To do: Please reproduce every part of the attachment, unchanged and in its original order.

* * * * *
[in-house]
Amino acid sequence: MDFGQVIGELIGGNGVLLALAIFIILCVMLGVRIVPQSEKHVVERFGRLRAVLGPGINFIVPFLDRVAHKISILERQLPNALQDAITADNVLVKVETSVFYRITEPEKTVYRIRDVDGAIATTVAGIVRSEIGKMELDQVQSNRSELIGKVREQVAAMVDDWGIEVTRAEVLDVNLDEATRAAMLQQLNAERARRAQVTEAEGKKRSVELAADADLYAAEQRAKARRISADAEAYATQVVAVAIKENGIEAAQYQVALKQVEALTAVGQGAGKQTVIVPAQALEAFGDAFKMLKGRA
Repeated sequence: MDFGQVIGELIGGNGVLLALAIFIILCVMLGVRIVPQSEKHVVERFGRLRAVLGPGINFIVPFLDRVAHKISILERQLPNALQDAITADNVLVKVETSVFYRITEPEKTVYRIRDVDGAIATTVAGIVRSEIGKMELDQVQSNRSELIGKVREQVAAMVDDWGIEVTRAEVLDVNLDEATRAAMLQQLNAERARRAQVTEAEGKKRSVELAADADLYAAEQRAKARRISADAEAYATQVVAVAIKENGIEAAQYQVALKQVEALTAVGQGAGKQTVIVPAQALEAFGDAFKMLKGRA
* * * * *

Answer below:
[in-house]
Amino acid sequence: MDFGQVIGELIGGNGVLLALAIFIILCVMLGVRIVPQSEKHVVERFGRLRAVLGPGINFIVPFLDRVAHKISILERQLPNALQDAITADNVLVKVETSVFYRITEPEKTVYRIRDVDGAIATTVAGIVRSEIGKMELDQVQSNRSELIGKVREQVAAMVDDWGIEVTRAEVLDVNLDEATRAAMLQQLNAERARRAQVTEAEGKKRSVELAADADLYAAEQRAKARRISADAEAYATQVVAVAIKENGIEAAQYQVALKQVEALTAVGQGAGKQTVIVPAQALEAFGDAFKMLKGRA
Repeated sequence: MDFGQVIGELIGGNGVLLALAIFIILCVMLGVRIVPQSEKHVVERFGRLRAVLGPGINFIVPFLDRVAHKISILERQLPNALQDAITADNVLVKVETSVFYRITEPEKTVYRIRDVDGAIATTVAGIVRSEIGKMELDQVQSNRSELIGKVREQVAAMVDDWGIEVTRAEVLDVNLDEATRAAMLQQLNAERARRAQVTEAEGKKRSVELAADADLYAAEQRAKARRISADAEAYATQVVAVAIKENGIEAAQYQVALKQVEALTAVGQGAGKQTVIVPAQALEAFGDAFKMLKGRA